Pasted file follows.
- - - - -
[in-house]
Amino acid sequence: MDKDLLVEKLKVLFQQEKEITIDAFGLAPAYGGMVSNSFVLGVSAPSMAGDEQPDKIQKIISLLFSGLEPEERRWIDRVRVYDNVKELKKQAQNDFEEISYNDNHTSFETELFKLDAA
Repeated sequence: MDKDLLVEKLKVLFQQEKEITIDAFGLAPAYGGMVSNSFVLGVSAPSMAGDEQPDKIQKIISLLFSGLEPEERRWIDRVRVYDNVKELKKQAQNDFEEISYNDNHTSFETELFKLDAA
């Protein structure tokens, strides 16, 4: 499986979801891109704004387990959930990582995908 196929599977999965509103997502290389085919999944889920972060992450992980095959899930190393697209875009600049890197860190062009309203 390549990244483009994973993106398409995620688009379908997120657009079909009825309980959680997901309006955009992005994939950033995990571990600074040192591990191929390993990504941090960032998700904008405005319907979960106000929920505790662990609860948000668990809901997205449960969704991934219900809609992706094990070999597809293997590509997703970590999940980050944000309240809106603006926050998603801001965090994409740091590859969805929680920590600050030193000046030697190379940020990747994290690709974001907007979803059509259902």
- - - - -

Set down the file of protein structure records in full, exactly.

[in-house]
Amino acid sequence: MDKDLLVEKLKVLFQQEKEITIDAFGLAPAYGGMVSNSFVLGVSAPSMAGDEQPDKIQKIISLLFSGLEPEERRWIDRVRVYDNVKELKKQAQNDFEEISYNDNHTSFETELFKLDAA
Repeated sequence: MDKDLLVEKLKVLFQQEKEITIDAFGLAPAYGGMVSNSFVLGVSAPSMAGDEQPDKIQKIISLLFSGLEPEERRWIDRVRVYDNVKELKKQAQNDFEEISYNDNHTSFETELFKLDAA
């Protein structure tokens, strides 16, 4: 499986979801891109704004387990959930990582995908 196929599977999965509103997502290389085919999944889920972060992450992980095959899930190393697209875009600049890197860190062009309203 390549990244483009994973993106398409995620688009379908997120657009079909009825309980959680997901309006955009992005994939950033995990571990600074040192591990191929390993990504941090960032998700904008405005319907979960106000929920505790662990609860948000668990809901997205449960969704991934219900809609992706094990070999597809293997590509997703970590999940980050944000309240809106603006926050998603801001965090994409740091590859969805929680920590600050030193000046030697190379940020990747994290690709974001907007979803059509259902």